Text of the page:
The Baltic state is also the only country on our top 10 list that has more than double the number of elderly women (252,000) than men (122,000). In fact, women live 10 years longer than men in Latvia, which is among the highest gaps in life expectancy between genders in the European Union, according to the United Nations. On the whole, the country has seen its population decline at a rate of 0.5 percent annually from 2006 to 2010, while the percentage of people aged 65 and over has steadily increased.
Not only is Latvia facing a rapidly aging population, the country’s ability to support the old took a big hit during the 2009 financial crisis, when its economy suffered the deepest recession in the EU, nosediving 18 percent.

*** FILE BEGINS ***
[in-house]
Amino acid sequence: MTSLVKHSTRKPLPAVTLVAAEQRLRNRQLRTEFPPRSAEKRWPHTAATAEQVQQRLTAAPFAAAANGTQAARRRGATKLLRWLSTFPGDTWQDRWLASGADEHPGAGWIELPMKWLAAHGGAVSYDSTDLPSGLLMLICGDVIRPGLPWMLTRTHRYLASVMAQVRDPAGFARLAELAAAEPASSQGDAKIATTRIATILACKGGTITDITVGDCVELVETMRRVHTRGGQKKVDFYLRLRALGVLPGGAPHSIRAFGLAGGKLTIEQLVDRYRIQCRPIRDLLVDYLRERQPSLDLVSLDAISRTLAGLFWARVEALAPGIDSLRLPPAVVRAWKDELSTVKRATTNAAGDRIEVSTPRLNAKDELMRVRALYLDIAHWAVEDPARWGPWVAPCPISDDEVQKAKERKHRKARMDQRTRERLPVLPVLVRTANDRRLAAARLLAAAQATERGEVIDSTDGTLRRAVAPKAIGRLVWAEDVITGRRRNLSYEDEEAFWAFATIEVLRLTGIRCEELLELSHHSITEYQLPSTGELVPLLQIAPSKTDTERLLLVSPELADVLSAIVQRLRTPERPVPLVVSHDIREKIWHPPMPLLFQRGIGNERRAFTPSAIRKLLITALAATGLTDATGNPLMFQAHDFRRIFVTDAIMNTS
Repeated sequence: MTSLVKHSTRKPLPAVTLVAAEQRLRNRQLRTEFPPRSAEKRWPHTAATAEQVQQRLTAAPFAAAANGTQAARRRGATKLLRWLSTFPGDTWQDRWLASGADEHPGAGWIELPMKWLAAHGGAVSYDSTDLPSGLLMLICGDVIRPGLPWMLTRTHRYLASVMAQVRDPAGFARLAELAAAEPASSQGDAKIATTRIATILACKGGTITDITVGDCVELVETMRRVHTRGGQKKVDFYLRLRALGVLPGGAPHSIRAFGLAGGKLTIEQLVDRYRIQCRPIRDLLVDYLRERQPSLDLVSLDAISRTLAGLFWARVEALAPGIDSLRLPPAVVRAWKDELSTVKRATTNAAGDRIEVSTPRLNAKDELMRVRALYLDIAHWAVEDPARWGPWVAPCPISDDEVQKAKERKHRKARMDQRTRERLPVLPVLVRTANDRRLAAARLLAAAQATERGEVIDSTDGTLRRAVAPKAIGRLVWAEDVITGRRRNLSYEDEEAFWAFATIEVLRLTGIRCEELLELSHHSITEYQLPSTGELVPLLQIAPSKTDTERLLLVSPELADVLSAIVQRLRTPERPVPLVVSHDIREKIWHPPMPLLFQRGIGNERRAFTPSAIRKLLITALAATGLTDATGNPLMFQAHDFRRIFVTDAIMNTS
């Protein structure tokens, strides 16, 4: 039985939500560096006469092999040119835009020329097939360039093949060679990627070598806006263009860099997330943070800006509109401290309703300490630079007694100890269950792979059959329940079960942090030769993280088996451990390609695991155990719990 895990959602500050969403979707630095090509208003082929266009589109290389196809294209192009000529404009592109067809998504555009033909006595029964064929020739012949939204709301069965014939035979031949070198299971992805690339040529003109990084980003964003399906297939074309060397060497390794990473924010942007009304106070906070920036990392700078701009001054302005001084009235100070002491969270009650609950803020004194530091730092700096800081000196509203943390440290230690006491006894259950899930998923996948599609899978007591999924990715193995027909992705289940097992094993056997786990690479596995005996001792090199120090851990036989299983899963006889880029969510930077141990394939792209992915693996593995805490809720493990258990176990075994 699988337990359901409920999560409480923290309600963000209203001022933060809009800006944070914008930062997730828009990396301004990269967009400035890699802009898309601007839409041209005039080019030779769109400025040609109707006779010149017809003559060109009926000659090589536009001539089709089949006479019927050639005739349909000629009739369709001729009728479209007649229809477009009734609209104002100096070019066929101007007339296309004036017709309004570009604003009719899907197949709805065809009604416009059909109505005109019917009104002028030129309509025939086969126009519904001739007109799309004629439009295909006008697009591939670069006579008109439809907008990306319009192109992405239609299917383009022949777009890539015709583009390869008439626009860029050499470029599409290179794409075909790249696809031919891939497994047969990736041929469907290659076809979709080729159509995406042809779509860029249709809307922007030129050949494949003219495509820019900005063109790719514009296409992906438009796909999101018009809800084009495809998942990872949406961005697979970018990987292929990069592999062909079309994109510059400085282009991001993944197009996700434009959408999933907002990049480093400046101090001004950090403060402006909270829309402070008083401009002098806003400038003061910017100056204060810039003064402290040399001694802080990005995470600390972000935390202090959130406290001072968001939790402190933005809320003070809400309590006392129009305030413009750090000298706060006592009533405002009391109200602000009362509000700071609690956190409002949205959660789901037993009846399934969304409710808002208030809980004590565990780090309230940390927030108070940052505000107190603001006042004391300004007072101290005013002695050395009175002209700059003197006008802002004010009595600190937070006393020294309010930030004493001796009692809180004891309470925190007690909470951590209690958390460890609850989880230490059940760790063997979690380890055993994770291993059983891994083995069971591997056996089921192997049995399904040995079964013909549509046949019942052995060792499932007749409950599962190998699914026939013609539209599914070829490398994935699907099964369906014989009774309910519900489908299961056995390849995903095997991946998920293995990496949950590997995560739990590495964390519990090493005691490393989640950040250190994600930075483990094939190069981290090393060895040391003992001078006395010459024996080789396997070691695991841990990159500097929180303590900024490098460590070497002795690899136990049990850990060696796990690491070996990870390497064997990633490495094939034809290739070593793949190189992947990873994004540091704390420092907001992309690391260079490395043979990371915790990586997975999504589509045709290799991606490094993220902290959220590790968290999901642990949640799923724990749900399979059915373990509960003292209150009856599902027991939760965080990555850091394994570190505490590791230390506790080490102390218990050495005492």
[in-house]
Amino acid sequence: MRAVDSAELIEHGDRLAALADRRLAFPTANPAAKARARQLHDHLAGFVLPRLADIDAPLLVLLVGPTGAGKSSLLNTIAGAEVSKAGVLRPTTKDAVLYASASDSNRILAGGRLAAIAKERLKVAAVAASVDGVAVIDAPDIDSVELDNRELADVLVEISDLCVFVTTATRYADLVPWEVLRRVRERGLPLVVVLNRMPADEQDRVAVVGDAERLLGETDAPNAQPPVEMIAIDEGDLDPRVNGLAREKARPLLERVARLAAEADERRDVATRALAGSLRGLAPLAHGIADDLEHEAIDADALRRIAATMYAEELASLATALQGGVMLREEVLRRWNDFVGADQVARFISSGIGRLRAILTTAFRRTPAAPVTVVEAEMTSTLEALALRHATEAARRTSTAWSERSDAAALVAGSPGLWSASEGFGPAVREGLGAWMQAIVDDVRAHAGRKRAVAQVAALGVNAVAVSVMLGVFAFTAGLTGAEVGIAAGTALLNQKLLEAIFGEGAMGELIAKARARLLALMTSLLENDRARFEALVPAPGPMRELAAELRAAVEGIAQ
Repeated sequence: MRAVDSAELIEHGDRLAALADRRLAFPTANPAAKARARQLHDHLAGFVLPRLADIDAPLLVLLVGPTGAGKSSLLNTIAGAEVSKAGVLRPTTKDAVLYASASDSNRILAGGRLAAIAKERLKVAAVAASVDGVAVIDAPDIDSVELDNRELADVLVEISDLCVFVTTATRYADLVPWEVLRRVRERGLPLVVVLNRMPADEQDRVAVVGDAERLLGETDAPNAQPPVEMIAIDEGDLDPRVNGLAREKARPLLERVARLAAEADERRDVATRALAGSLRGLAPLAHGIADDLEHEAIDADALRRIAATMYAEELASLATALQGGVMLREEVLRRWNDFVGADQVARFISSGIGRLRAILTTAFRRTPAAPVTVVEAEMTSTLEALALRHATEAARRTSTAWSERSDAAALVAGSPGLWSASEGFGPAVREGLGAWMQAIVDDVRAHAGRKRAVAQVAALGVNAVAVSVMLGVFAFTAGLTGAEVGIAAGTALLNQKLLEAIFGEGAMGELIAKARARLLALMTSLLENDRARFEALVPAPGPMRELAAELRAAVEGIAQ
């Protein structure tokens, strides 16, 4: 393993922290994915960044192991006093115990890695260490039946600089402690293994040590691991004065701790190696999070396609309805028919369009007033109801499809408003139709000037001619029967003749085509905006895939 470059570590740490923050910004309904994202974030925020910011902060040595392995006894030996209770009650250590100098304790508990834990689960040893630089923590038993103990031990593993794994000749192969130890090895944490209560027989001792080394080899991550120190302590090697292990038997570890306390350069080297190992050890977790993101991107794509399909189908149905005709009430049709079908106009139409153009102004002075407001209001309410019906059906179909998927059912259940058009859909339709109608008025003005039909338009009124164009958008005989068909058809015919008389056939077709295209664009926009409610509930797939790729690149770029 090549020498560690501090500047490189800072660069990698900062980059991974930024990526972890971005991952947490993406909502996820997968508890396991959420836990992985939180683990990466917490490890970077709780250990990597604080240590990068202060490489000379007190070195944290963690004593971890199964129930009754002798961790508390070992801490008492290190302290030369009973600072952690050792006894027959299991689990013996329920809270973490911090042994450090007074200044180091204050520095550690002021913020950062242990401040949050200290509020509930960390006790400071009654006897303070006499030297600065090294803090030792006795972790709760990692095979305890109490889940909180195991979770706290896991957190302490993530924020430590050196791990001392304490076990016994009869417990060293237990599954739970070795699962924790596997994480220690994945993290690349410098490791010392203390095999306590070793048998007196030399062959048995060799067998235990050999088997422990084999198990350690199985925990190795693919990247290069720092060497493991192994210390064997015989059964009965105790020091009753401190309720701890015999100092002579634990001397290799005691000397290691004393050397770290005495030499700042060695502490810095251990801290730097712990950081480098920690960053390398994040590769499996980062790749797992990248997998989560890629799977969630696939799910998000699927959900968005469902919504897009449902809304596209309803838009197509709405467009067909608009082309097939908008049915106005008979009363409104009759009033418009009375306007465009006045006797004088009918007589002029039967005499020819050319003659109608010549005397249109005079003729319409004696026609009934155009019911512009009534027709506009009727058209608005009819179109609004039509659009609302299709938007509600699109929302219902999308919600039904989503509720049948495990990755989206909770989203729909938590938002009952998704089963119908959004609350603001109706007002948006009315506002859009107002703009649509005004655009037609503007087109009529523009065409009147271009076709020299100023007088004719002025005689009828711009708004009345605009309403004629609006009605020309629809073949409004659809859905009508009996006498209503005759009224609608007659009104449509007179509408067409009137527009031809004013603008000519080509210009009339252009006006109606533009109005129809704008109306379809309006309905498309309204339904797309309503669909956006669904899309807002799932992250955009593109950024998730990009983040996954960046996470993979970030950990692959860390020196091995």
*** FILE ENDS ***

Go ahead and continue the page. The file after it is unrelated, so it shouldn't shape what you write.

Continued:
The government had to drastically cut its budget for a $10.2 billion bailout loan from the International Monetary Fund (IMF) and EU. The austerity measures, which sparked a strong reaction from protesters (pictured), included a 10 percent cut in old-age pensions, and a massive 70 percent reduction in pensions for those still working. Pensioners account for 25 percent of Latvia’s population, while the labour force makes up only 43 percent, according to former Finance Ministry State Secretary Martins Bicevskis.
Old/young ratio: 1.253:1
65 years & over: 16.8%
0-14 years: 13.4%
The retirement age in Slovenia is currently among the lowest in the EU, at 57 for women and 58 for men.